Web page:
Fire up any Jedd Fisch conference following a home game, or preceding one, and you are pretty much guaranteed to hear him talk about the fans.
With the former it’s usually something about being thankful for them sticking around and being there for his team, and with the latter it’s some sort of plea to get them to show up.
It’s no secret that Arizona’s attendance has been a bit lackluster. On-field struggles, unfavorable start times, less-than-thrilling opponents and general apathy towards the football program are to blame. Arizona Stadium holds a bit less than 51,000 people, but other than when Washington came to town it has not really been close to full this season.
But as the program continues its ascension on the field, and moves into the Big 12, it is hoped that belief in the Cats will translate into consistently having more butts in the seats, so to speak. This is especially important if Arizona is to try and compete at the highest of levels. Everything from revenue to game-day atmosphere will help in not only maintaining the progress, but building upon it.
That Arizona’s attendance is not where Fisch or others want it to be, or where it could be, is understandable. Just as the Wildcats have progressed and grown on the field so too have the fans off it.
The players had to believe they could win before they began to win. Fans need to see them win before they believe they can win. In a world where money is a bit tight and games are usually available on TV the decision to spend to go to the game is not always an easy or practical one.
More so, Wildcats fans have watched a lot of bad football and are likely conditioned to fear the worst while tepidly hoping for the best.
This season, of course, has featured a lot of the latter. Arizona has amassed a 7-3 record that includes three victories over ranked teams. The Cats are 4-1 at home and are currently No. 17 in the College Football Playoff Rankings, 19th in the AP Poll and 22nd in the Coaches Poll.
Arizona has played an exciting, enjoyable brand of football led by likeable players and coaches who are actually pretty easy to root for. Although it may have taken some time to really buy into what this year’s team was capable of, it’s been obvious from the beginning that hey were much improved over recent versions and could reach heights not seen in the Old Pueblo for far too long.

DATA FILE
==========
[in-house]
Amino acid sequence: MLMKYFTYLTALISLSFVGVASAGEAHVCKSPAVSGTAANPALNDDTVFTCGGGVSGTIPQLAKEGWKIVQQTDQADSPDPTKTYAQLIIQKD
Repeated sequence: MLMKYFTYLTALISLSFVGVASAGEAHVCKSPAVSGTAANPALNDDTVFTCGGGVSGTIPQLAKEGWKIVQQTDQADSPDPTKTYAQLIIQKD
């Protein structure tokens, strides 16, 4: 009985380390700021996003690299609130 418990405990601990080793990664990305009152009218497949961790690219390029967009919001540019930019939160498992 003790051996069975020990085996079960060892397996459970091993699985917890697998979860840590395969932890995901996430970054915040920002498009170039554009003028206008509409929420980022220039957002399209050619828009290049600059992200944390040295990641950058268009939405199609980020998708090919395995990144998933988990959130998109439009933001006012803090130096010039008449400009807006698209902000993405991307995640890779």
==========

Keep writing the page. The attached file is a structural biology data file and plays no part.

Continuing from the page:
Fan support has certainly risen, and the football team’s success has in many ways overshadowed the start of basketball season. At the very least people are still talking about football even as men’s hoops has risen to No. 3 in the nation and is once again a favorite to cut down the nets.
The good news is fan support can be shown in more ways than just attendance. Fans can buy and wear merchandise. They can donate to NIL operations, such as the Desert Takeover. They can spread the gospel of Arizona and make sure they watch games on TV and ensure their friends and family all know of how well the team is doing.
Trust me, there’s nothing people love more than to randomly hear about T-Mac’s latest great catch, Noah Fifita’s ascension to being QB1 or of how the defense has turned into one of the strongest in the Pac-12. People mid-conversation would appreciate you interrupting and explaining how the Cats have reached bowl eligibility for the first time since 2017 and knocked off multiple ranked teams in the process.
Or maybe they wouldn’t. But still, the point is there are multiple ways to be a fan. Spending money on tickets is just a small part of it, albeit the most noticeable. A full Arizona Stadium looks good on TV and creates a terrific atmosphere for all there, including fans, players and recruits.
It’s what Fisch should want and what this team, through its performance, has proven deserving of. Hopefully Saturday’s home finale against Utah is sold out, and ideally it, like this year’s team, is a sign that things really have turned around.
Just like the program itself, Arizona’s fans have also needed to go through a bit of a rebuild. It was always going to lag behind the team’s, but just because it’s slow to happen does not mean it won’t.